Pees and dehydration

Is the number of daily pees a sign my baby has enough fluid?

Babies who do not have enough liquid in their bodies (are dehydrated) will decrease the number of pees and the pee will become more yellow and concentrated. Such babies are generally clearly very ill. Very underfed babies such as hungry or starving newborns can also become dehydrated. Babies who are only somewhat underfed will not tend to show changes in peeing patterns and their status should be assessed by other means.

A) Describing dehydration

Sick babies who are taking in very small amounts of liquids or are losing large amounts by vomiting or because of diarrhea can become dehydrated (not have enough liquid in their body). Dehydrated babies will decrease the number of pees and the pees will be darker. This is due to the body trying to hold onto what liquid is has by making more concentrated urine. 

Pee patterns are less helpful than other signs if the baby is underfed but otherwise well.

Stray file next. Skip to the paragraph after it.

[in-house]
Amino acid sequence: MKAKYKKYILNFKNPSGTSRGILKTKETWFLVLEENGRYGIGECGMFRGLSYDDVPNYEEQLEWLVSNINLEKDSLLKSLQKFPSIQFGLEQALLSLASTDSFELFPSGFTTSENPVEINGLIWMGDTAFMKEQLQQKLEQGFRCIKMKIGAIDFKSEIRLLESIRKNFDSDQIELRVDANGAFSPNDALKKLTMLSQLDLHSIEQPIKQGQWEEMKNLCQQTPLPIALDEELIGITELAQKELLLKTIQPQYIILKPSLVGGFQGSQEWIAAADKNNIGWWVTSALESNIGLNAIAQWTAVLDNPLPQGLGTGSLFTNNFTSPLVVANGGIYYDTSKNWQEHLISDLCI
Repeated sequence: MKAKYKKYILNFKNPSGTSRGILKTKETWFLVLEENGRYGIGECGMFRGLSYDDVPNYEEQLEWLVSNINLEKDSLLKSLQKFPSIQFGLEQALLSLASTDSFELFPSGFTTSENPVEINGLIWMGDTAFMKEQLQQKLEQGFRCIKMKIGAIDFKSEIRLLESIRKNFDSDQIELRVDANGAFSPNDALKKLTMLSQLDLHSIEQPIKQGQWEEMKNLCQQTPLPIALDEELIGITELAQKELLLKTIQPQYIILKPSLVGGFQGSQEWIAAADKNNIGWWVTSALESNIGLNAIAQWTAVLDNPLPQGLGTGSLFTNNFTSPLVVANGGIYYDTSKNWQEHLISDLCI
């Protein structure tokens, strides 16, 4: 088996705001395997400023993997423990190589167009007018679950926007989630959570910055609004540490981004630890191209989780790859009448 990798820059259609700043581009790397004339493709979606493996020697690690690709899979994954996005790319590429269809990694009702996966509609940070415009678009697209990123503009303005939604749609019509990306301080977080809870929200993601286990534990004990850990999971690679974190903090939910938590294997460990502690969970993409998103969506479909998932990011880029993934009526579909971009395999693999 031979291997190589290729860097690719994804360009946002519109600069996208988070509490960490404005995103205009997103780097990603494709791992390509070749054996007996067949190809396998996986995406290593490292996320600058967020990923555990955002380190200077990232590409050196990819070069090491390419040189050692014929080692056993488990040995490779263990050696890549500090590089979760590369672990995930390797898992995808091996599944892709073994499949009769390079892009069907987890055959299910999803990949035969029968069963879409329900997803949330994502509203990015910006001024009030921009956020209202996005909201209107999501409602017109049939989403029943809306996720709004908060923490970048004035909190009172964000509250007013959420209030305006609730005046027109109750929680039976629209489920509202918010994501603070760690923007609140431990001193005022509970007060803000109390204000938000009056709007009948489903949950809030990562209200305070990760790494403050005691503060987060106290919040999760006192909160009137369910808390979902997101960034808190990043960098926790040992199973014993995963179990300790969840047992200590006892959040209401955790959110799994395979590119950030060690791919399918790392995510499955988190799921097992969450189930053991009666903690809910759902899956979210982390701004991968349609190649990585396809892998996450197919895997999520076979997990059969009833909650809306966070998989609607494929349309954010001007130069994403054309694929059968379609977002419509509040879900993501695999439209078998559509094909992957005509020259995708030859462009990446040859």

B) Signs of dehydration

Dehydrated babies will tend to show other signs of illness as well, including:

  • Vomiting or diarrhea
  • Listlessness
  • Fever
  • Ineffective feeding
  • A very dry mouth and no saliva pooling under the tongue
  • Skin that doesn’t return to normal after being gently pinched
  • Sunken eyes
  • A sunken soft spot on the top of the head (fontanelle)

C) Causes of dehydration

There are numerous causes of dehydration including:

  • Severe newborn underfeeding and starvation
  • Vomiting or diarrhea caused by:
    • A viral infection
    • A bacterial infection 
    • An infection with a parasite 
  • A painful bacterial or viral infection of the mouth preventing the baby from taking in liquids